Winter '00 Course Guide

Courses in RC Interdivisional (Division 867)

Winter Term, 2000 (January 5 April 26, 2000)

Take me to the Winter Term '00 Time Schedule for RC Interdivisional.


Most RC courses are open to LS&A students and may be used to meet distribution requirements. In most instances, RC students receive priority for RC course waitlists.

RC sections of LS&A Courses

These sections will be letter graded for all students Math 115 Section 110 Analytical Geometry & Calculus. See Math 115.


RC Interdiv. 222. Quantitatively Speaking.

Section 001.

Instructor(s): David Burkham

Prerequisites & Distribution: (4). (Excl). (QR/1).

Full QR

Credits: (4).

Course Homepage: No Homepage Submitted.

What is "quantitative reasoning" and how does such reasoning differ in form and content from other types of reasoning? This course is neither a traditional math course nor the usual statistics course, but deals with both areas. This course, intended for first- and second-year students, will include a rigorous and critical introduction to various modes of quantitative reasoning, all the while maintaining an accessibility for students in all fields. The majority of topics, however, will be drawn from the Social Sciences. There are no formal prerequisites for this course, but students should have completed at least three years of high school mathematics.

We will begin with a discussion of what is typically meant by "quantitative reasoning," and then focus on how such reasoning is implemented (sometimes appropriately, sometimes not). One of the main goals of the course is to learn "basic survival skills" for today's number-intensive world: how to critique conclusions drawn from a survey, a graph, a table of numbers, etc., using Huff's How to Lie with Statistics. We will learn about the nature and meaning of opinion polls, and explore some of the vast literature on gender and ethnic differences. We will read Gould's The Mismeasure of Man, and Bowen & Bok's recently debated book on affirmative action, The Shape of the River.

Requirements will include regular, extensive reading assignments from texts and course pack. In addition, students will be expected to: (1) Participate fully in class discussions; (2) Maintain an annotated journal of articles, graphs, etc., collected from newspapers, magazines, and other sources that present responsible and irresponsible uses of quantitative information; (3) Write occasional, brief papers; (4) Complete a midterm exam; and (5) Complete two research projects. As a class, we will conduct and analyze a brief survey. Each student will be required to produce a formal write-up of the entire procedure. For an individual project, students will select a topic of interest to them for further reading and discussion.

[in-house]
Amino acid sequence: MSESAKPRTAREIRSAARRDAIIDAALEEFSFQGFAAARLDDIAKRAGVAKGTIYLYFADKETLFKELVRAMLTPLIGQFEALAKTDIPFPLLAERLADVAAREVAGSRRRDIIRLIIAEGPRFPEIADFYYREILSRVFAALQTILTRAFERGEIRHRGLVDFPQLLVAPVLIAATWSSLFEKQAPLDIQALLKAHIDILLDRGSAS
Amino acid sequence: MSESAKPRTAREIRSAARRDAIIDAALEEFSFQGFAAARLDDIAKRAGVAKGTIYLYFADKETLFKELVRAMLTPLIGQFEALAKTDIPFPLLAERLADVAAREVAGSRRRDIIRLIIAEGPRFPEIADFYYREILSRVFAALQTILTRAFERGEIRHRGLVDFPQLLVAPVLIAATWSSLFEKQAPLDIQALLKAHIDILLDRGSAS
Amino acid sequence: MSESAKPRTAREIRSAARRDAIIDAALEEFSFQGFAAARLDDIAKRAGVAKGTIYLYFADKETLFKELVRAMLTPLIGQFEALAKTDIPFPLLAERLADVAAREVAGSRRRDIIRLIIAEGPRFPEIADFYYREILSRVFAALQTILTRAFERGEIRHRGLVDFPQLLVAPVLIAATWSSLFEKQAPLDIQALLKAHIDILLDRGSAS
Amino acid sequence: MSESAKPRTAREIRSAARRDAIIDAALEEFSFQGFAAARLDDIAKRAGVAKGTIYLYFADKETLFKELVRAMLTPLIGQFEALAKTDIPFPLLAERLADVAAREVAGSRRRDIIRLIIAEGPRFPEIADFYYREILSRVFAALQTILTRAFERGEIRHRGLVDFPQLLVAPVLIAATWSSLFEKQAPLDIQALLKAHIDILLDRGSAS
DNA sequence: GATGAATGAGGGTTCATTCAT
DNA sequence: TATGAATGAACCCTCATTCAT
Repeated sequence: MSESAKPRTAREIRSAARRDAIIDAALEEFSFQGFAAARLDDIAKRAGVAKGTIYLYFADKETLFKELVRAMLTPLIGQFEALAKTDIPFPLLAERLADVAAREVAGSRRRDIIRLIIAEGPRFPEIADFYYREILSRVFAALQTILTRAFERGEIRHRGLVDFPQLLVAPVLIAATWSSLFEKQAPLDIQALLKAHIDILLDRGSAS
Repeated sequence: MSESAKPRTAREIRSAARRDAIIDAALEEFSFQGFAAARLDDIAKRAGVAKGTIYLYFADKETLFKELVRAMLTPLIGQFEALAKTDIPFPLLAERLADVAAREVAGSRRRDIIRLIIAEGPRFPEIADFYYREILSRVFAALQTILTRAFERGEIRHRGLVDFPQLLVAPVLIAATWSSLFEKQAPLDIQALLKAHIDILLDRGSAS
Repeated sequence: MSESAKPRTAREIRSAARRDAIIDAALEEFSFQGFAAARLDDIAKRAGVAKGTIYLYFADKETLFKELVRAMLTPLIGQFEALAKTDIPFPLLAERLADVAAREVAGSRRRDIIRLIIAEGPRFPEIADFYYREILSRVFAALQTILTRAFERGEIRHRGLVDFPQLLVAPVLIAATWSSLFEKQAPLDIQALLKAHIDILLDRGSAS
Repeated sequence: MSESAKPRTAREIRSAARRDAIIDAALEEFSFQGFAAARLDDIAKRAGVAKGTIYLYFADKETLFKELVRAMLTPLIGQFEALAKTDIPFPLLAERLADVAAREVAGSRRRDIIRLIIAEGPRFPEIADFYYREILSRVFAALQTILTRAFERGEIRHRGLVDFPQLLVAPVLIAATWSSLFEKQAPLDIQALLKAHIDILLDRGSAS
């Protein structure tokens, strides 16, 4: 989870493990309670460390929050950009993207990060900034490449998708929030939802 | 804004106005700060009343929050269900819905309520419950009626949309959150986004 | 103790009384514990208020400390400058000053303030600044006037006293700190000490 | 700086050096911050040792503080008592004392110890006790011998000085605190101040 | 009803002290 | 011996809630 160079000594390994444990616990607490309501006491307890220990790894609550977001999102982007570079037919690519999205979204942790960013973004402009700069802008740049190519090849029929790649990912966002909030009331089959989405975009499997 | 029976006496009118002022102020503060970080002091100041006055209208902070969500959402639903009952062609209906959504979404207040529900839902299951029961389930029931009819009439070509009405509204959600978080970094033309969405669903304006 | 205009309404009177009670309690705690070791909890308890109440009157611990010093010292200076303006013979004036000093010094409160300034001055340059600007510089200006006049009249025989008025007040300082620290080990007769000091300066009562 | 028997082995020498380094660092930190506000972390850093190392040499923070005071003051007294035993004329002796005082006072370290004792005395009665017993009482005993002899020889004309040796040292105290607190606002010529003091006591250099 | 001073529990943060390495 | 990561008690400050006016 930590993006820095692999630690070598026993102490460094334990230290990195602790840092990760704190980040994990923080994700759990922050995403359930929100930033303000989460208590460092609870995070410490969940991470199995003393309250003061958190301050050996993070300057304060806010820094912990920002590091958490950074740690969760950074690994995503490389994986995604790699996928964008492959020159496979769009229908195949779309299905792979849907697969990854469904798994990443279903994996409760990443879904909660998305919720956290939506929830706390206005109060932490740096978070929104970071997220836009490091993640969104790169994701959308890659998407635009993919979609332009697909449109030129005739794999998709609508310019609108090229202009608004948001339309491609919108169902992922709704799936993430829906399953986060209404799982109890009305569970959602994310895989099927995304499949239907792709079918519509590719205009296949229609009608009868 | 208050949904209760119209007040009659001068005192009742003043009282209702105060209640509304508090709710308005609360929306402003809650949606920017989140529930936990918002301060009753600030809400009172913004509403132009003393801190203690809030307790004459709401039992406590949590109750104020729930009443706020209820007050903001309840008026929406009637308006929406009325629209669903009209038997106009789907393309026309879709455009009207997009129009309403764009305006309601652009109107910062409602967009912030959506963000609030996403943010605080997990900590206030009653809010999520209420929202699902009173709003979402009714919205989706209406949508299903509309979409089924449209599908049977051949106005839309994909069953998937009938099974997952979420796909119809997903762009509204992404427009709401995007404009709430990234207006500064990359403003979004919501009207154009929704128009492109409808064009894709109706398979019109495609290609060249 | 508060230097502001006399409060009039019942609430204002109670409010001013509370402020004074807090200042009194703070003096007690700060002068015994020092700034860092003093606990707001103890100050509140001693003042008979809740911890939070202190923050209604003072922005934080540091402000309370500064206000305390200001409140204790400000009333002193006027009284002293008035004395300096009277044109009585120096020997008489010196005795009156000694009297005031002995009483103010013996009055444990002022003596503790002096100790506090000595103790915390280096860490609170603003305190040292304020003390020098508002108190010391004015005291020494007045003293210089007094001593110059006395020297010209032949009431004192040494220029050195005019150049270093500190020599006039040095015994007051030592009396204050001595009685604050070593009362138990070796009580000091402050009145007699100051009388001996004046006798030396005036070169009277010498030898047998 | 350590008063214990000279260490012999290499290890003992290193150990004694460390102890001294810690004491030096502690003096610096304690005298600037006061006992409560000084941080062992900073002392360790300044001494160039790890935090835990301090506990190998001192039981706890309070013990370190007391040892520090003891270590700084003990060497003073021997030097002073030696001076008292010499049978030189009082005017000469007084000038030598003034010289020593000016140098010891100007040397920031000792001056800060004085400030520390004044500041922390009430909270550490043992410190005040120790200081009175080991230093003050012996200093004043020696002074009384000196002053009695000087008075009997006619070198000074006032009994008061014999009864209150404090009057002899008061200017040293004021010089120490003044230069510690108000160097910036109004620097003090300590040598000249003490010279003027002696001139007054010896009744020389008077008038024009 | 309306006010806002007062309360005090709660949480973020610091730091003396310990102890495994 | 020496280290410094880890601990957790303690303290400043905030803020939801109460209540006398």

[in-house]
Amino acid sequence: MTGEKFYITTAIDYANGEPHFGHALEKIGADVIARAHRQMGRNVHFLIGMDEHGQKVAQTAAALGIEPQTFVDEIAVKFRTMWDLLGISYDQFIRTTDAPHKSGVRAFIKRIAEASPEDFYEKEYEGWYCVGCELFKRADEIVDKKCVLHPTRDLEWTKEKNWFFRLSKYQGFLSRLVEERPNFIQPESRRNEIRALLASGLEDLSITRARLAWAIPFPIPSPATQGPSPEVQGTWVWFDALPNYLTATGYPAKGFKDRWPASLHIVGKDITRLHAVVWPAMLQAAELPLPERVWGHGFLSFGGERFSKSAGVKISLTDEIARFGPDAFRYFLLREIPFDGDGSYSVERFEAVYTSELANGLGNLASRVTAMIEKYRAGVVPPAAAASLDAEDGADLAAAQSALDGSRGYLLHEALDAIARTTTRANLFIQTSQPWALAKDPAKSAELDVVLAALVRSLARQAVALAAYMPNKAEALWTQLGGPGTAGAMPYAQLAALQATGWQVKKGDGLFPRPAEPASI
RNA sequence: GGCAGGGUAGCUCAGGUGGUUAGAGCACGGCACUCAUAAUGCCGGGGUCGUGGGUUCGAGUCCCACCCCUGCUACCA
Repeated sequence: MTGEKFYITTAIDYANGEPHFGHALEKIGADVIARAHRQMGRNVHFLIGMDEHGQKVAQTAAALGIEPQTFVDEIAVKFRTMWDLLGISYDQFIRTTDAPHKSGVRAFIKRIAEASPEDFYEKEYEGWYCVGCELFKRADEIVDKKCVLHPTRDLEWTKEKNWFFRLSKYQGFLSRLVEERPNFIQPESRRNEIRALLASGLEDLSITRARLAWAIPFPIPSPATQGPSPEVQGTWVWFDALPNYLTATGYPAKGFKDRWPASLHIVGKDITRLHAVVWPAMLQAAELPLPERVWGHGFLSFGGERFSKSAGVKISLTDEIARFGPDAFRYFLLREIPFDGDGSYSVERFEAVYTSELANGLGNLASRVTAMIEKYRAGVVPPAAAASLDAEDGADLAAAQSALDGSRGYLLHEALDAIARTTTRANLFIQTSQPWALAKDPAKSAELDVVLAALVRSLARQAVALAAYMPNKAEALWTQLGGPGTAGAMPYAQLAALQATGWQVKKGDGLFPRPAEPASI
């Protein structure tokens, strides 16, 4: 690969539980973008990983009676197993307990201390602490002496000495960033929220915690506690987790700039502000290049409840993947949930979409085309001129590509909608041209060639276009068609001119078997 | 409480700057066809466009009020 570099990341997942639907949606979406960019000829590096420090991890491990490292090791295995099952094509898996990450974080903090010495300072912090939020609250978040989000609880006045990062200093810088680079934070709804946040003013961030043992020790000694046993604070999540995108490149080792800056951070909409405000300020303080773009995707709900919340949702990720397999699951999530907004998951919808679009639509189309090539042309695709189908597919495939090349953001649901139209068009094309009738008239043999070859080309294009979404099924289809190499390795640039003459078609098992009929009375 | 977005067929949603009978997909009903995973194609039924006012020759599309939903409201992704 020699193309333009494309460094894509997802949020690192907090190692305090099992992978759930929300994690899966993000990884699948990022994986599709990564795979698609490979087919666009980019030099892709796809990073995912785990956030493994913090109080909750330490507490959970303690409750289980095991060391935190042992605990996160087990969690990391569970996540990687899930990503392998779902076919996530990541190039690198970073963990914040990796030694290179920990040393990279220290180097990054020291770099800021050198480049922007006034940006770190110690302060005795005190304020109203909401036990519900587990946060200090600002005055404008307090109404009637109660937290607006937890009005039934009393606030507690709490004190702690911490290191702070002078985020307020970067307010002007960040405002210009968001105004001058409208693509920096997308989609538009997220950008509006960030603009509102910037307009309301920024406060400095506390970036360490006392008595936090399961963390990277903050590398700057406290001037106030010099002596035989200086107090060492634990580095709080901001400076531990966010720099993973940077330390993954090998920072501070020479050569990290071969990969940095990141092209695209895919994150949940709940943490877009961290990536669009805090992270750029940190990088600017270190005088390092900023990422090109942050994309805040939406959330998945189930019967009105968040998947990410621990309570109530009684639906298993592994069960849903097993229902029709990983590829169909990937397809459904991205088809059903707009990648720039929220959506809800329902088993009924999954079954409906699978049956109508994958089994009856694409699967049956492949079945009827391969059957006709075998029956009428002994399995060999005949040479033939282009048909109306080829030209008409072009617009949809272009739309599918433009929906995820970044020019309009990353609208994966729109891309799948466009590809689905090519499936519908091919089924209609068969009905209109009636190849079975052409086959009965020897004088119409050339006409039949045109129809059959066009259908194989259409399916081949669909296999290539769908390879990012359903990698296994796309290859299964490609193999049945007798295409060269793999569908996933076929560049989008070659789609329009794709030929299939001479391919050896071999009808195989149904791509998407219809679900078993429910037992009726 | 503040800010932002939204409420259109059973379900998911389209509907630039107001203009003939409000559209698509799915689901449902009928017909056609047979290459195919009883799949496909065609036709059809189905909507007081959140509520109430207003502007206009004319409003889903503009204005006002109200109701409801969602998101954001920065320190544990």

Check Times, Location, and Availability Cost: No Data Given. Waitlist Code: 1

RC Interdiv. 350. Special Topics.

Section 001 Art and Narrative. (1 credit). Meets Feb. 8-24. (Drop/Add deadline=February 14).

Instructor(s): Materson

Prerequisites & Distribution: (1-2). (Excl). Offered mandatory credit/no credit. May be repeated for a total of six credits.

Mini/Short course

Credits: (1-2).

Course Homepage: No Homepage Submitted.

The old adage states that "A picture is worth a thousand words." In this class, we will explore that idea by creating art from mostly found or improvised objects and then share the story behind our creations in narrative form. We will examine the relationship between storytelling and art from the viewpoint of artist as well as audience and will spend some time considering the works of folk and outsider artists; a genre known as being remarkably rich in narrative theme. A tour of a collector's home is planned. Various methods will be employed in developing individual stories including; keeping journals, improvisational theater exercises and games. Individual presentations will serve as the culmination of this group learning experience.

Check Times, Location, and Availability Cost: No Data Given. Waitlist Code: 1

RC Interdiv. 350. Special Topics.

Section 002 Partnerships in Academic Learning through Service. (1 credit). STUDENTS MUST ATTEND A MEETING JANUARY 11 AT 5 PM IN GREENE LOUNGE. (Drop/Add deadline=February 25).

Instructor(s): Janet Shier (jshie@umich.edu)

Prerequisites & Distribution: (1-2). (Excl). Offered mandatory credit/no credit. May be repeated for a total of six credits.

Mini/Short course

Credits: (1-2).

Course Homepage: http://www.rc.lsa.umich.edu/programs/german/palsindex.htm